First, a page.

The Hardwoods exhibit featured seven educational displays, all pertaining to how implementing sustainable forestry practices and the use of hardwood products can help reduce one’s carbon footprint. Here is the second in a series of articles. These articles will provide information pertaining to each of the seven themes that were displayed. One article will be provided monthly.

Article 2: What is Your Carbon Footprint?
By Jonathan Geyer and Dave Jackson

A carbon footprint is the amount of carbon dioxide released into the atmosphere because of one’s own energy needs. The choices we make every day and how we decide to live affect our carbon footprint. When determining one’s carbon footprint transportation, electricity, food, clothing, and many other everyday products need to be considered.

There are many ways to reduce one’s carbon footprint. Some of the most recognized ways are to use energy efficient lightbulbs, to turn off lights and electronics when not in use, and to carpool or use public transportation. A very practical, yet less recognized, way of reducing one’s carbon footprint is to use more wood products. Since wood products store carbon, choosing them over alternatives such as plastics and metal helps to reduce one’s carbon footprint. Wood products can be utilized in many different applications: construction lumber, furniture, flooring, cabinets, utensils, etc. Wood can also be used for heating needs; choosing to burn firewood or wood pellets for heat compared to oil and coal can significantly reduce one’s carbon footprint.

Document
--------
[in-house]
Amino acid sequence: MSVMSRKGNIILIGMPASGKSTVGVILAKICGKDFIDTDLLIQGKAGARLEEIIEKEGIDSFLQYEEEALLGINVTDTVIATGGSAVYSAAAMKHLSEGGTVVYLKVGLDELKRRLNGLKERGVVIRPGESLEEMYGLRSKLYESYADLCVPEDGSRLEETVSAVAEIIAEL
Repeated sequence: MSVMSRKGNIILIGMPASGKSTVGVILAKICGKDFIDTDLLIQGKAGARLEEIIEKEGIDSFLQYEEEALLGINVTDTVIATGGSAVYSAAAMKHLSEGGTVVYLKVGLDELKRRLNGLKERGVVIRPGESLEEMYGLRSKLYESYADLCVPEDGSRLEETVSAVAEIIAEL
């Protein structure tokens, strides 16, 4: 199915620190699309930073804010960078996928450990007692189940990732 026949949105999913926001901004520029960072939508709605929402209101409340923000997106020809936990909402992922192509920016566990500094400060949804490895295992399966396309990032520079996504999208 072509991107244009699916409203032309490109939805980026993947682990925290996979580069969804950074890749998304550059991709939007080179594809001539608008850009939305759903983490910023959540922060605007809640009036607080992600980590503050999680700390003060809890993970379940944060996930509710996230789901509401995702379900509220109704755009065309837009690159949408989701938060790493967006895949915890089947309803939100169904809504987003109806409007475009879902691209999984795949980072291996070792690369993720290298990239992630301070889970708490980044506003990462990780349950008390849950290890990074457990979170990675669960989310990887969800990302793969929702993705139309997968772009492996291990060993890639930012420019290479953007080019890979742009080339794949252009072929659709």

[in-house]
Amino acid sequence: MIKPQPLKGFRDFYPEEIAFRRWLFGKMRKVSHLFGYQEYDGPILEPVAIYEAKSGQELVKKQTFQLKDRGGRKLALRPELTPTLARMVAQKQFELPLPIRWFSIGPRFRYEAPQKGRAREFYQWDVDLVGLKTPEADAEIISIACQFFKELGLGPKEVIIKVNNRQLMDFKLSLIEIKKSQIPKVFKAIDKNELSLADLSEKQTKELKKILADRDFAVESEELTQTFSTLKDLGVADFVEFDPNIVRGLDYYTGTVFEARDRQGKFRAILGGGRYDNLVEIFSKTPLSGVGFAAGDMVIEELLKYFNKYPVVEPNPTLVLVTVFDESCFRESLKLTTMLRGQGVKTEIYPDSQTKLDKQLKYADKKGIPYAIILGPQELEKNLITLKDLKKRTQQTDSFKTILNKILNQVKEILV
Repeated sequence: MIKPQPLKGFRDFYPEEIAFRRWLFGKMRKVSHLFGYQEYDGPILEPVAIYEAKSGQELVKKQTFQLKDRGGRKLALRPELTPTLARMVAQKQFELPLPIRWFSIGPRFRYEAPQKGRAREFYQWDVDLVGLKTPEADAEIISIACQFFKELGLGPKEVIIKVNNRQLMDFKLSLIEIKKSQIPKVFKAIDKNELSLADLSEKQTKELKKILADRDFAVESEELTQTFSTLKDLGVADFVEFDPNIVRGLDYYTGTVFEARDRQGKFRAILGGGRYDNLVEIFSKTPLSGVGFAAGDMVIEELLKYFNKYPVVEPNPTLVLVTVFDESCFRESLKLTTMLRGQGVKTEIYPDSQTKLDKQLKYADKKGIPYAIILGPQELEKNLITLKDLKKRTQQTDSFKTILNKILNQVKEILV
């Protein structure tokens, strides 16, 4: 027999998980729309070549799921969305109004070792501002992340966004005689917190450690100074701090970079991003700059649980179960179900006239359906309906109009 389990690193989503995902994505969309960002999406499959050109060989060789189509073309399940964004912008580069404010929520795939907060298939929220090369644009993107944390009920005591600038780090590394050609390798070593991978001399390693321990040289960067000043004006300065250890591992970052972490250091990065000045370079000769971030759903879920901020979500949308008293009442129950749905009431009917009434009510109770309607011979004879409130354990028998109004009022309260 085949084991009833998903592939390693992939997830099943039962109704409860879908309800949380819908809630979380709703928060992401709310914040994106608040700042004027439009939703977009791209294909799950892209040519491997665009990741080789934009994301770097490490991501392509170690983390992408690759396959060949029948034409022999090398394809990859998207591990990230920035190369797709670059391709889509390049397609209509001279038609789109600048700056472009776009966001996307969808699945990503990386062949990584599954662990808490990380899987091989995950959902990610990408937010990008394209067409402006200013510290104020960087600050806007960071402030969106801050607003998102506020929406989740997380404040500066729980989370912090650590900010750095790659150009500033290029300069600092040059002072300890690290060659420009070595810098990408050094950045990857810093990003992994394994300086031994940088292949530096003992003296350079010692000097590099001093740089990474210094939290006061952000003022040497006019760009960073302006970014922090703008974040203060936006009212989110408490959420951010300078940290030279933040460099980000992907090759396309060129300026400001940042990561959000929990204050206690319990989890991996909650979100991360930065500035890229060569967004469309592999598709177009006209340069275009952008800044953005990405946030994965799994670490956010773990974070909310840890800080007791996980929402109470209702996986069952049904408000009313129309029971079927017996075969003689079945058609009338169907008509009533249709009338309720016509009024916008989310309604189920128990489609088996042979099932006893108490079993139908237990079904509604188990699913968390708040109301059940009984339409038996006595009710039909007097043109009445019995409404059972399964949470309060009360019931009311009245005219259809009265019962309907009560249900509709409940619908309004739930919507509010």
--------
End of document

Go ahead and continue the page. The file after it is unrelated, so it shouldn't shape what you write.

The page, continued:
Ways You Reduce Your Carbon Footprint?
·         Choose more wood products for your home
·         Use wood building materials instead of alternative choices
·         Use biofuel such as firewood and wood pellets
·         Choose locally grow/manufactured items
·         Swap out old light bulbs for new energy efficient LED bulbs
·         Turn off lights, television, and electronics when not in use
·         Walk, bike, carpool, or use public transportation
·         Choose paper bags over plastic
·         Reduce, reuse, and recycle

Another way to help reduce one’s carbon footprint it to consider the environmental costs of products that you are looking to purchase. For example, lets look at the lifecycle analysis and environmental impact of a chair.
Most chairs are either made of plastic, wood, or aluminum.

Figure A depicts the Life Cycle Analysis of a chair built from each of these materials. The graph compares the environmental cost of producing each chair. It looks at ozone depletion, global warming potential, smog, acidification, eutrophication, carcinogenic, non-carcinogenic, respiratory effects, ecotoxicity, and fossil fuel depletion. Compared to wood, the environmental costs of producing plastic and aluminum are astronomically high. Wood is by far the “greenest” building material! Choosing the wooden chair over the plastic or aluminum chair is an environmentally conscious decision that is conducive to a low carbon lifestyle.
Figure A: The environmental cost of a wooden chair is far less than chairs made of other materials.  Wood is the greenest building material. 

(Source: Haviarova, Associate Professor of Wood Products, at Purdue University)

What can you do to reduce your carbon footprint? Choosing WOOD makes a difference!